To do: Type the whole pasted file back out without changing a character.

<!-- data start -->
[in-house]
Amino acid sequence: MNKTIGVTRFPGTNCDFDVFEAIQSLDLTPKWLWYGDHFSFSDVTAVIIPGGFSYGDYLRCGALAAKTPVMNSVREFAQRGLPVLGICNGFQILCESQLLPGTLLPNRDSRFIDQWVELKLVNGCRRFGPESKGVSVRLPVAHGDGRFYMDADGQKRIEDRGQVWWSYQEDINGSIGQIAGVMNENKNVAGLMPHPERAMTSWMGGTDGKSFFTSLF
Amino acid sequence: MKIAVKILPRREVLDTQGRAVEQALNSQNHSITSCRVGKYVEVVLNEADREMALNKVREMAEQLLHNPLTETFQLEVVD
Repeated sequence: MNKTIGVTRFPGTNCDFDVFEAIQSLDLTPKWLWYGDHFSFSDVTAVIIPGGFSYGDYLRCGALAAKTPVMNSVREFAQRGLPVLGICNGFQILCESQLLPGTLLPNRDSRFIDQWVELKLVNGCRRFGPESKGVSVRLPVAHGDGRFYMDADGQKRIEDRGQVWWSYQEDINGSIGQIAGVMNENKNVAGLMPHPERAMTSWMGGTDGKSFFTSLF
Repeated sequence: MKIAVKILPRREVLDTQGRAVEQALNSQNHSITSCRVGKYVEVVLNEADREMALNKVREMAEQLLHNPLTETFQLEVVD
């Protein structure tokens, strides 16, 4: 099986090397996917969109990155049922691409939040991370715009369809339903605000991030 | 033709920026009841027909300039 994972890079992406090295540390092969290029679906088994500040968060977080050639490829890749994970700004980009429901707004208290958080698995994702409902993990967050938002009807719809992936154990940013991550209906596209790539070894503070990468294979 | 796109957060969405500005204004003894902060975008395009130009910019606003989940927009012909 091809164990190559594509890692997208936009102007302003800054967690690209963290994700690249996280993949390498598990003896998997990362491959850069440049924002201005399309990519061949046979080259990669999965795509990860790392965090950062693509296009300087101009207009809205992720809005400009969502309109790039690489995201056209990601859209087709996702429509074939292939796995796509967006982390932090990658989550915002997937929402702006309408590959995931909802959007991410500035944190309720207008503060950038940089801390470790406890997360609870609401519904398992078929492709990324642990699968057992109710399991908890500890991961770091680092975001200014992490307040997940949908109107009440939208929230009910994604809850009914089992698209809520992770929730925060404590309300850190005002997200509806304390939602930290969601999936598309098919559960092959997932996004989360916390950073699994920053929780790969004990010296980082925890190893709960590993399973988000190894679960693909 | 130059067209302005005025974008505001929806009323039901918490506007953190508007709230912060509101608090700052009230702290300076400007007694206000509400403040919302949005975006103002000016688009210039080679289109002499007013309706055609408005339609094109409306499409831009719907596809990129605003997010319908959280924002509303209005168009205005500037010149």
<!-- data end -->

[in-house]
Amino acid sequence: MNKTIGVTRFPGTNCDFDVFEAIQSLDLTPKWLWYGDHFSFSDVTAVIIPGGFSYGDYLRCGALAAKTPVMNSVREFAQRGLPVLGICNGFQILCESQLLPGTLLPNRDSRFIDQWVELKLVNGCRRFGPESKGVSVRLPVAHGDGRFYMDADGQKRIEDRGQVWWSYQEDINGSIGQIAGVMNENKNVAGLMPHPERAMTSWMGGTDGKSFFTSLF
Amino acid sequence: MKIAVKILPRREVLDTQGRAVEQALNSQNHSITSCRVGKYVEVVLNEADREMALNKVREMAEQLLHNPLTETFQLEVVD
Repeated sequence: MNKTIGVTRFPGTNCDFDVFEAIQSLDLTPKWLWYGDHFSFSDVTAVIIPGGFSYGDYLRCGALAAKTPVMNSVREFAQRGLPVLGICNGFQILCESQLLPGTLLPNRDSRFIDQWVELKLVNGCRRFGPESKGVSVRLPVAHGDGRFYMDADGQKRIEDRGQVWWSYQEDINGSIGQIAGVMNENKNVAGLMPHPERAMTSWMGGTDGKSFFTSLF
Repeated sequence: MKIAVKILPRREVLDTQGRAVEQALNSQNHSITSCRVGKYVEVVLNEADREMALNKVREMAEQLLHNPLTETFQLEVVD
């Protein structure tokens, strides 16, 4: 099986090397996917969109990155049922691409939040991370715009369809339903605000991030 | 033709920026009841027909300039 994972890079992406090295540390092969290029679906088994500040968060977080050639490829890749994970700004980009429901707004208290958080698995994702409902993990967050938002009807719809992936154990940013991550209906596209790539070894503070990468294979 | 796109957060969405500005204004003894902060975008395009130009910019606003989940927009012909 091809164990190559594509890692997208936009102007302003800054967690690209963290994700690249996280993949390498598990003896998997990362491959850069440049924002201005399309990519061949046979080259990669999965795509990860790392965090950062693509296009300087101009207009809205992720809005400009969502309109790039690489995201056209990601859209087709996702429509074939292939796995796509967006982390932090990658989550915002997937929402702006309408590959995931909802959007991410500035944190309720207008503060950038940089801390470790406890997360609870609401519904398992078929492709990324642990699968057992109710399991908890500890991961770091680092975001200014992490307040997940949908109107009440939208929230009910994604809850009914089992698209809520992770929730925060404590309300850190005002997200509806304390939602930290969601999936598309098919559960092959997932996004989360916390950073699994920053929780790969004990010296980082925890190893709960590993399973988000190894679960693909 | 130059067209302005005025974008505001929806009323039901918490506007953190508007709230912060509101608090700052009230702290300076400007007694206000509400403040919302949005975006103002000016688009210039080679289109002499007013309706055609408005339609094109409306499409831009719907596809990129605003997010319908959280924002509303209005168009205005500037010149």